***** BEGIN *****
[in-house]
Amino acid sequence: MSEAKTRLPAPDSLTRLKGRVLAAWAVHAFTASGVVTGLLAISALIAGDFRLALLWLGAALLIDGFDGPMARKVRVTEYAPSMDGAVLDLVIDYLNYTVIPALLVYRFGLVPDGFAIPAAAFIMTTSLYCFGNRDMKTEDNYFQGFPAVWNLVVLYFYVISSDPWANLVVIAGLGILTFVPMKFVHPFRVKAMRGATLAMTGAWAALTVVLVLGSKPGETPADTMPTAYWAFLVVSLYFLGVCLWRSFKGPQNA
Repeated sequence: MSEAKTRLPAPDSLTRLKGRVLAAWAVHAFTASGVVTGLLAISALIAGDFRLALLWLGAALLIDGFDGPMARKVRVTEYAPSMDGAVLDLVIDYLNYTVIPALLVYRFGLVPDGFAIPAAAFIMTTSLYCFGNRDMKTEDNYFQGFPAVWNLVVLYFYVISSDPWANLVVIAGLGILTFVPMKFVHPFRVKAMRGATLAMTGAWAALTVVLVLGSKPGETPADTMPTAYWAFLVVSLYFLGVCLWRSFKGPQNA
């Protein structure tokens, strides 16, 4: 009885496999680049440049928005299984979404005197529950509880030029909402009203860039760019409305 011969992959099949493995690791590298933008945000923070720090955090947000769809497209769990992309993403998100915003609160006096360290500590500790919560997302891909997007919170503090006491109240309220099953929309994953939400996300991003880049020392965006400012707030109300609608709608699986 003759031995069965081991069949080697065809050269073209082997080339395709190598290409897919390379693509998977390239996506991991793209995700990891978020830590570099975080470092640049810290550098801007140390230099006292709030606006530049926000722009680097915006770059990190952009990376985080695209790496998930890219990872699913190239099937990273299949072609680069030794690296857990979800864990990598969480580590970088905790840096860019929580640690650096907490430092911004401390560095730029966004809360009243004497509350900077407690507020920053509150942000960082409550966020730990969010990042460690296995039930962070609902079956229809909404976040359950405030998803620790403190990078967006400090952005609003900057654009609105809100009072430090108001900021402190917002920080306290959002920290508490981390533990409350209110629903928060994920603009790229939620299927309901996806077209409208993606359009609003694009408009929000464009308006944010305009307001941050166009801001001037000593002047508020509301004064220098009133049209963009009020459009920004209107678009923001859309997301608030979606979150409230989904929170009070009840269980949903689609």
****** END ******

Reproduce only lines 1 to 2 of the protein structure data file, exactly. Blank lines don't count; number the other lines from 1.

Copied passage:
[in-house]
Amino acid sequence: MSEAKTRLPAPDSLTRLKGRVLAAWAVHAFTASGVVTGLLAISALIAGDFRLALLWLGAALLIDGFDGPMARKVRVTEYAPSMDGAVLDLVIDYLNYTVIPALLVYRFGLVPDGFAIPAAAFIMTTSLYCFGNRDMKTEDNYFQGFPAVWNLVVLYFYVISSDPWANLVVIAGLGILTFVPMKFVHPFRVKAMRGATLAMTGAWAALTVVLVLGSKPGETPADTMPTAYWAFLVVSLYFLGVCLWRSFKGPQNA